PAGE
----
During my holidays I encountered a sculpture which for me provided more fun and interaction than any other I’ve met. It was the Lakeland Panorama on the sea front of Morecambe, created by Russ Coleman in 2004. It reflects the view across the Bay of the Lake District fells.
From afar, it’s clear that this piece of work is big and unavoidable. If you are walking along the promenade, it’s hard to ignore it. Most people have to turn and look, or sit and watch. Lake District lovers, like myself, have to see if we can look across the Bay and name the distant fells and link them to the panorama sculpture.
It’s possible to walk by it, on both sides but in between it’s like the wings on a stage. Because of this, when people walk through or behind it, you see the occasional bobbing of heads, so passers-by become the temporary cast of an ongoing live performance!
Naturally it’s the perfect place to play hide ‘n’ seek or peekaboo. Next time, I’d bring some hats and other accessories to develop the characters one can see on the fells, the water and by the seaside. Puppets would work well here too. The area in front of the panoramic panels provides a natural stage. It’s calling out to be a performance area.
The panorama is constructed of four panels of metal, one of which rises to 8ft high. It’s been made from the same steel as the Angel of the North so it has rusted gently to a reddish-brown finish. Aside from the wave-like look, I loved how the sand has been caught and gathered by the sculpture, adding to the overall effect and increasing the play value.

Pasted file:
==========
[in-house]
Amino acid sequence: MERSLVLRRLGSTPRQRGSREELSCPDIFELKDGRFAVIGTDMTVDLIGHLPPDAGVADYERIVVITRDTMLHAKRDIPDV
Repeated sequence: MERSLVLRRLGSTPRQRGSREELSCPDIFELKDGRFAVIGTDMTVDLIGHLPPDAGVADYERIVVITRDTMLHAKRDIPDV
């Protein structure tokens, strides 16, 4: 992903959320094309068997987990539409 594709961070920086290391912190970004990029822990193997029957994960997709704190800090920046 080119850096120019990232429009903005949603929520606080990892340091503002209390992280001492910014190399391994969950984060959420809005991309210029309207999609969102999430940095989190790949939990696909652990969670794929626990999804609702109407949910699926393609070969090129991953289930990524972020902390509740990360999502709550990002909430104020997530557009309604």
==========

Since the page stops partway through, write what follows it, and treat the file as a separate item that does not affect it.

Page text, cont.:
I’m so glad, this sculpture is regarded as a work of art and not a piece of playground equipment subjected to EU play regulations. The panels provided an interesting balancing challenge for one teenager. When I had a closer look, the panels provided a narrow sloped beam which made me realise what a good sense of balance this kid has… my son decided against trying this.
The choice of fells depicted fits in largely with the theme of the regeneration of Morecambe, known as The Tern Project. A fun challenge for people of all ages is to work out which of the fells have bird related names. Most of them on the Panorama do. The names have been created from raised steel lettering which add to the multi sensory appeal of this work.
One of the reasons we have public works of art is to inspire us. To help us think about an aspect of people, place or activity and to lead us to ask questions which may not have occurred to us before. The Lakeland Panorama certainly helps passes by use this part of the promenade in different ways and think about the view across the Bay. Afternoon stroll anyone?